Mrs. Chris Brown, a lady of a certain age and that age is private, thank you very much, insists the honorific must be used before her name: “Mrs. Brown.”
“Everyone in North Lawndale knows me as ‘Mrs. Brown,’” she said, forcefully enough that, while I did make a stab at explaining the rigidities of newspaper style, for today it seems both prudent and polite that the rule book be set aside in recognition of a force greater than itself.
Mrs. Brown, elegant in a bright red jacket, butterfly pin and pink cancer awareness ribbon, came up to Chicago from Mississippi by way of St. Louis in the 1960s. She remembers contract buying, redlining and the way Blacks were jammed into tightly constricted areas where they were forced to occupy substandard apartments at jacked-up rents.
“Coming from the South, I got an apartment of my own,” Mrs. Brown tells a group of about 30 gathered for Sabbath dinner Friday night at the Stone Temple Baptist Church on West Douglas Boulevard.
“If I told you what that apartment looked like, nobody in this room would believe me. It was in a six-unit building, an apartment designed for one family that was cut apart for multiple families. Our apartment was two rooms of that unit, the back part, which was a kitchen and a little bitty bedroom. ... Filthy. Dirty, dirty, dirty. I mean, dirt like outside, that took me weeks to really clean. Got it clean. Got a job. Started to work. Went on from there.”
Including her current work to improve North Lawndale.
“Our goal now is to get homes where people can live with dignity and pride,” she said.
Attending a dinner in North Lawndale is not typical for me. But when confronted with a bit of surprising information — such as the fact that Jewish groups this year sponsored the building of sukkahs, ritual booths for the fall harvest, in North Lawndale, an effort somehow connected to the large Jewish community that used to live there in the first half of the 20th century — there are two approaches a person can take.
You can immediately judge based on your own preconceived notions — I imagined these sukkahs being pressed upon uncomprehending residents, no doubt thanks to the transmission of money, as some kind of self-referential honor. If I had a program on Fox, maybe I would expand upon that notion, make fun of this obvious bit of urban colonialism, giggling and spraying derision based on my untested assumptions.
Or you can find out the actual situation, even if that involves driving to North Lawndale on an overcast Friday night and standing in a light rain among a group of three substantial sukkahs, set up across Douglas Boulevard from the church, each designed by an architecture firm.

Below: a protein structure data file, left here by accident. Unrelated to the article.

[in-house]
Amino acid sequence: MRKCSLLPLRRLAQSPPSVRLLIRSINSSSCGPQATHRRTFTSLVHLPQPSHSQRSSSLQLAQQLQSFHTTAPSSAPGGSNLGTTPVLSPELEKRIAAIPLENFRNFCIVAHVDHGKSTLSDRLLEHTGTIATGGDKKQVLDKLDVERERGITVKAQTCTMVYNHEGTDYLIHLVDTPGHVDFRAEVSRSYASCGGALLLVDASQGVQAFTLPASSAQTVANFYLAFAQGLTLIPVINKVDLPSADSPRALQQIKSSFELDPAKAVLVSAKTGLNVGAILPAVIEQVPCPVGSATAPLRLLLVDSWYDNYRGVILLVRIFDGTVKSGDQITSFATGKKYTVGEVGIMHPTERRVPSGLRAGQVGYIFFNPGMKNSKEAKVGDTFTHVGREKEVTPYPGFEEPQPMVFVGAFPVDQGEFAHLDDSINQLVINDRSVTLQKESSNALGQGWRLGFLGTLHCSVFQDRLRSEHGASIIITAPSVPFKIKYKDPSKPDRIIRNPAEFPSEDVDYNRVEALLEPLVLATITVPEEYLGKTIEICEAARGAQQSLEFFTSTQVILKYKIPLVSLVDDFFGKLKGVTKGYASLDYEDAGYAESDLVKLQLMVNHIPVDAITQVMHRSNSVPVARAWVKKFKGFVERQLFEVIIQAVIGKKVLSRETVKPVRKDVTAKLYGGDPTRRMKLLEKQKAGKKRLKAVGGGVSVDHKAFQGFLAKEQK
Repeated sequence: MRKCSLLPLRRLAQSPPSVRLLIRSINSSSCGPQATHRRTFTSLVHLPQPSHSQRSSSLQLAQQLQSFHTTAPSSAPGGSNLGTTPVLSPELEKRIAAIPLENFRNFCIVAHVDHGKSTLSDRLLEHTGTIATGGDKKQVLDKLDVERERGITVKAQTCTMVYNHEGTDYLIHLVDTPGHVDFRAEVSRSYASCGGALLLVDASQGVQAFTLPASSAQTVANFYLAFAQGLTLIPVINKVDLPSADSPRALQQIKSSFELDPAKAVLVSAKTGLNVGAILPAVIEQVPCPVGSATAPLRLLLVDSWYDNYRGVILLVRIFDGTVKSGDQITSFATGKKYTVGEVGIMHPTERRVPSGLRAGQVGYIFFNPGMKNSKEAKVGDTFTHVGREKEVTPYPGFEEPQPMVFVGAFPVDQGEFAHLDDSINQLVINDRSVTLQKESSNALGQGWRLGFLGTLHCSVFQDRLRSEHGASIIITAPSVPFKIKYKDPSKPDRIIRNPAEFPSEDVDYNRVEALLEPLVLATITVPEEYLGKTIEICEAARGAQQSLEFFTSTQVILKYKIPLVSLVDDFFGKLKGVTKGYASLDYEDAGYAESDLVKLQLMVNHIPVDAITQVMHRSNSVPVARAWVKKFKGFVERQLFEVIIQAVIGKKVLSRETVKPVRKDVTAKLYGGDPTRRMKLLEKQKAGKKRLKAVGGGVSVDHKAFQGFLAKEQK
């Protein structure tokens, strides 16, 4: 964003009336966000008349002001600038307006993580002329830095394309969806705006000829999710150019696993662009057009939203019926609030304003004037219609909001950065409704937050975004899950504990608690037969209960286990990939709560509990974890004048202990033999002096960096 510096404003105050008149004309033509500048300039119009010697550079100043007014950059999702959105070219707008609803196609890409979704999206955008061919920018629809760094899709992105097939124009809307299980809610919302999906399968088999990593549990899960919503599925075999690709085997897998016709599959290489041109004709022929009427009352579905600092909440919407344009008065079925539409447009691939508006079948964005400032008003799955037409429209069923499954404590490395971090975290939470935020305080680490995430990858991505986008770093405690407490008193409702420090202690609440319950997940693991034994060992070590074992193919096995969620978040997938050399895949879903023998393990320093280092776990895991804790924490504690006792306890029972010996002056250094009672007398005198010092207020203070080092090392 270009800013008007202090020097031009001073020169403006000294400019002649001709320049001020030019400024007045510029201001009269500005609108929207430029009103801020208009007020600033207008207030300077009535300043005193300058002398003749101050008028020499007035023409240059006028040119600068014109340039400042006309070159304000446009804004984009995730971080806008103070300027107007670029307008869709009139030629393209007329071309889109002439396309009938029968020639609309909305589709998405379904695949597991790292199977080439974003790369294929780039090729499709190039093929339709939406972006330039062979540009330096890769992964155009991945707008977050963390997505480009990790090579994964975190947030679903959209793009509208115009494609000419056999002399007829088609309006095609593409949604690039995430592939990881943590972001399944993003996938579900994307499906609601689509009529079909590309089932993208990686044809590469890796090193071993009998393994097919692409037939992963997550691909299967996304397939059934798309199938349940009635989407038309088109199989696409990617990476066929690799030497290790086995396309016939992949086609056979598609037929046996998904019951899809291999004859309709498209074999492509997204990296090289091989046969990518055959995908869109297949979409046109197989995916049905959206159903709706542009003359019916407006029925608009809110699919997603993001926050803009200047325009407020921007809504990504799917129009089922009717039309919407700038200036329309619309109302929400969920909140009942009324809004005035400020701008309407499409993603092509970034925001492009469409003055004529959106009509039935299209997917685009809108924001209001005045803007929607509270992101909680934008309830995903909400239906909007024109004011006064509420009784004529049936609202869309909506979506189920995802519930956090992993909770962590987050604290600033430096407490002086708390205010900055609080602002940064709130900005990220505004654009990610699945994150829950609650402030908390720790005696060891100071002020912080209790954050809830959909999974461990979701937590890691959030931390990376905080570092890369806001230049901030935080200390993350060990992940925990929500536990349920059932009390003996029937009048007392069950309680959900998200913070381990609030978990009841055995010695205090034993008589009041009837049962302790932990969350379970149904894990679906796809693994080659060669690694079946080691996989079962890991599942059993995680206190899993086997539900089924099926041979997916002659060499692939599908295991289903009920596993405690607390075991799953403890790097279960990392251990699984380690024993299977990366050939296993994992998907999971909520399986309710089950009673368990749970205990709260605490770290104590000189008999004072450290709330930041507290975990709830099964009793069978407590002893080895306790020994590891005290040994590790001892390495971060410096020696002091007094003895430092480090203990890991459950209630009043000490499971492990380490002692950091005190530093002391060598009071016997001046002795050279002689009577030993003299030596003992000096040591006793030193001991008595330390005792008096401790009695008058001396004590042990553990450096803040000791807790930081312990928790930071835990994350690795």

My attention was immediately caught by a bright yellow effort.
“This one is going to be used for a farm stand,” said Alex Price, programming coordinator for the first Chicago Sukkah Design Festival. “It was designed by Human Scale, but all of them were designed with community input.”
Another is going to be a pop-up museum telling the history of the Stone Temple Baptist Church, and before the program began, I ducked inside for a look with Bishop Derrick M. Fitzpatrick. The building was originally a synagogue.
“It was the first Romanian congregation, so the Queen of Romania was here,” Fitzpatrick said. “Then in 1954, my grandfather, founding pastor of the church, bought this building and moved his church on the South Side here.”
All the original trappings, the Star of David stained glass windows and light fixtures are still in place.
“A lot of the Jewish symbolism: We didn’t think it was necessary, or even proper, to remove it,” he said.
They also kept a small podium with a long history.
“Martin Luther King Jr. was here,” said Fitzpatrick. “He set up headquarters here. Mayor Daley asked the African American preachers not to allow King to come. Ninety-eight percent of them didn’t. My grandfather was one of the first who did.”
Dinner was hot dogs and pizza and truly excellent, spicy challah from Masa Madre, an artisanal Mexican-Jewish bakery in East Garfield Park.
It was a diverse group of about 30: a third students from Avodah Jewish Service Corps, volunteers working “toward a more just and equitable world.” Plus representatives from various North Lawndale groups such as Shangwé Parker, from the North Lawndale Homeowners Association, who pointed out that, before the riots following King’s death, the community had 125,000 residents.
“We’re 30,000 now, and that’s including 4,000 people in the jail,” he said, outlining a plan to turn that around. “We’re embarking on building a thousand homes here in North Lawndale.”
Added Charles Jenkins, of the Chicago Coalition for the Homeless, “By spring, we could be working to help build some affordable housing and wrap-around services that come with the housing.”
So how is a sukkah celebration going to help?
“It brings light to our efforts, what we’re trying to do,” Parker said, explaining how they’ve raised millions in private money, matched by state grants. “We’re slated to start breaking ground hopefully in the next two weeks.”
I lingered after the dinner broke up, talking with Pastor Reshorna Fitzpatrick, Bishop Fitzpatrick’s wife. Isn’t this just more talk?
“Many things that have taken place are because people sat down and had conversations,” she replied. “I believe this is a conversation that will lead to great things. In this community, we’ve made lots of strides, when we get together, we learn, and are able to grow and build. I’m looking for this to be a bridge to something greater.”